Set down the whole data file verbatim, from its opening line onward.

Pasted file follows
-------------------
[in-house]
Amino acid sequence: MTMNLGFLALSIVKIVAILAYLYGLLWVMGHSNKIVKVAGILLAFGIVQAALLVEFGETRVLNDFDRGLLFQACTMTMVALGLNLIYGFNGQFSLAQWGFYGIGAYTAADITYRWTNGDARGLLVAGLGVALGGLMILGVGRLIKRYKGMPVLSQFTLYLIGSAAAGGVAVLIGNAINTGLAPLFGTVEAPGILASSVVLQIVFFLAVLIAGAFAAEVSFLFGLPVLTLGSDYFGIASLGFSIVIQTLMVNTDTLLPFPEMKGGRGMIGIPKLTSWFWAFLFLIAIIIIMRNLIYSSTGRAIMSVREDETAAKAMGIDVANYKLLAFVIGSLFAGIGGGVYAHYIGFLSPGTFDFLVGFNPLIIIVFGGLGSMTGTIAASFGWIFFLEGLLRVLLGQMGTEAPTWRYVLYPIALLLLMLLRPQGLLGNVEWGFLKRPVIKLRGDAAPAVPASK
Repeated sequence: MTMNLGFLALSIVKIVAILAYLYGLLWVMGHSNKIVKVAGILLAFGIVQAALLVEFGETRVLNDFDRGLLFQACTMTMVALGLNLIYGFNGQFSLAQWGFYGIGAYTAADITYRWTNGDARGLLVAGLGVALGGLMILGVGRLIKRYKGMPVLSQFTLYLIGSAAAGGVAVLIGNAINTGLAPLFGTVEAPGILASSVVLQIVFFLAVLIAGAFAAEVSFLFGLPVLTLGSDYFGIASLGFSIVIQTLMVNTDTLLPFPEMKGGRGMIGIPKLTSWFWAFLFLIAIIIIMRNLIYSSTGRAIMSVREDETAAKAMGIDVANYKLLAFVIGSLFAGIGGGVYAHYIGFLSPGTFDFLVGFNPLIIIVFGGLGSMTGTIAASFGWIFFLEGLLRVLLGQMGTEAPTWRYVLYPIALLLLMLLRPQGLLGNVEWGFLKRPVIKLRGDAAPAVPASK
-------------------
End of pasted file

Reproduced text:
[in-house]
Amino acid sequence: MTMNLGFLALSIVKIVAILAYLYGLLWVMGHSNKIVKVAGILLAFGIVQAALLVEFGETRVLNDFDRGLLFQACTMTMVALGLNLIYGFNGQFSLAQWGFYGIGAYTAADITYRWTNGDARGLLVAGLGVALGGLMILGVGRLIKRYKGMPVLSQFTLYLIGSAAAGGVAVLIGNAINTGLAPLFGTVEAPGILASSVVLQIVFFLAVLIAGAFAAEVSFLFGLPVLTLGSDYFGIASLGFSIVIQTLMVNTDTLLPFPEMKGGRGMIGIPKLTSWFWAFLFLIAIIIIMRNLIYSSTGRAIMSVREDETAAKAMGIDVANYKLLAFVIGSLFAGIGGGVYAHYIGFLSPGTFDFLVGFNPLIIIVFGGLGSMTGTIAASFGWIFFLEGLLRVLLGQMGTEAPTWRYVLYPIALLLLMLLRPQGLLGNVEWGFLKRPVIKLRGDAAPAVPASK
Repeated sequence: MTMNLGFLALSIVKIVAILAYLYGLLWVMGHSNKIVKVAGILLAFGIVQAALLVEFGETRVLNDFDRGLLFQACTMTMVALGLNLIYGFNGQFSLAQWGFYGIGAYTAADITYRWTNGDARGLLVAGLGVALGGLMILGVGRLIKRYKGMPVLSQFTLYLIGSAAAGGVAVLIGNAINTGLAPLFGTVEAPGILASSVVLQIVFFLAVLIAGAFAAEVSFLFGLPVLTLGSDYFGIASLGFSIVIQTLMVNTDTLLPFPEMKGGRGMIGIPKLTSWFWAFLFLIAIIIIMRNLIYSSTGRAIMSVREDETAAKAMGIDVANYKLLAFVIGSLFAGIGGGVYAHYIGFLSPGTFDFLVGFNPLIIIVFGGLGSMTGTIAASFGWIFFLEGLLRVLLGQMGTEAPTWRYVLYPIALLLLMLLRPQGLLGNVEWGFLKRPVIKLRGDAAPAVPASK